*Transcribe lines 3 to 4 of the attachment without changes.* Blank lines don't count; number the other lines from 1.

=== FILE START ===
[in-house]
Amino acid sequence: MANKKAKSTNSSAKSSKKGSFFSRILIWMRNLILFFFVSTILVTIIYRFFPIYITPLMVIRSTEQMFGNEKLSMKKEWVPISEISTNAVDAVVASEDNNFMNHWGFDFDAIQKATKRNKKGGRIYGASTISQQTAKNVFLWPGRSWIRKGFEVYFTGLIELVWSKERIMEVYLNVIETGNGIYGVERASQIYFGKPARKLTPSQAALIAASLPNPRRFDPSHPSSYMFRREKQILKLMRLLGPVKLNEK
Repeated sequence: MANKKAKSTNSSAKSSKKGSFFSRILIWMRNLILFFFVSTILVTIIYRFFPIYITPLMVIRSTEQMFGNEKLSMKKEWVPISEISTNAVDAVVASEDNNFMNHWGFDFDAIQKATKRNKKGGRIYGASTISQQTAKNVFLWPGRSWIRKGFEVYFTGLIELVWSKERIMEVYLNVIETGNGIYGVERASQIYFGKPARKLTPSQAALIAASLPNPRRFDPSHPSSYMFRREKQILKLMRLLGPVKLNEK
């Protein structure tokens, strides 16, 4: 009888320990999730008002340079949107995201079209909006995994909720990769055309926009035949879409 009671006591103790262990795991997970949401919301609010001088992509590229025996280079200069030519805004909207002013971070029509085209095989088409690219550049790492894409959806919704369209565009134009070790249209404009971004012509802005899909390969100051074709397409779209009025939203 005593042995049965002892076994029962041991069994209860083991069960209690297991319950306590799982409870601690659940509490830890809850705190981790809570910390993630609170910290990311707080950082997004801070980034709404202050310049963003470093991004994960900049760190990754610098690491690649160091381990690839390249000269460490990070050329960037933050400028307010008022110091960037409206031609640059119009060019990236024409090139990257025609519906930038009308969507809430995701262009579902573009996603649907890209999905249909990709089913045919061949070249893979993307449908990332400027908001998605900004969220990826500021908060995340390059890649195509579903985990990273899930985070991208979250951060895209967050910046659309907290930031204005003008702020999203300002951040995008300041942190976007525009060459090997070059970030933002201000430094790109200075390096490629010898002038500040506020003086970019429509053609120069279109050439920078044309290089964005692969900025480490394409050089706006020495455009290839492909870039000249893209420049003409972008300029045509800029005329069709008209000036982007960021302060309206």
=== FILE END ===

Repeated sequence: MANKKAKSTNSSAKSSKKGSFFSRILIWMRNLILFFFVSTILVTIIYRFFPIYITPLMVIRSTEQMFGNEKLSMKKEWVPISEISTNAVDAVVASEDNNFMNHWGFDFDAIQKATKRNKKGGRIYGASTISQQTAKNVFLWPGRSWIRKGFEVYFTGLIELVWSKERIMEVYLNVIETGNGIYGVERASQIYFGKPARKLTPSQAALIAASLPNPRRFDPSHPSSYMFRREKQILKLMRLLGPVKLNEK
């Protein structure tokens, strides 16, 4: 009888320990999730008002340079949107995201079209909006995994909720990769055309926009035949879409 009671006591103790262990795991997970949401919301609010001088992509590229025996280079200069030519805004909207002013971070029509085209095989088409690219550049790492894409959806919704369209565009134009070790249209404009971004012509802005899909390969100051074709397409779209009025939203 005593042995049965002892076994029962041991069994209860083991069960209690297991319950306590799982409870601690659940509490830890809850705190981790809570910390993630609170910290990311707080950082997004801070980034709404202050310049963003470093991004994960900049760190990754610098690491690649160091381990690839390249000269460490990070050329960037933050400028307010008022110091960037409206031609640059119009060019990236024409090139990257025609519906930038009308969507809430995701262009579902573009996603649907890209999905249909990709089913045919061949070249893979993307449908990332400027908001998605900004969220990826500021908060995340390059890649195509579903985990990273899930985070991208979250951060895209967050910046659309907290930031204005003008702020999203300002951040995008300041942190976007525009060459090997070059970030933002201000430094790109200075390096490629010898002038500040506020003086970019429509053609120069279109050439920078044309290089964005692969900025480490394409050089706006020495455009290839492909870039000249893209420049003409972008300029045509800029005329069709008209000036982007960021302060309206």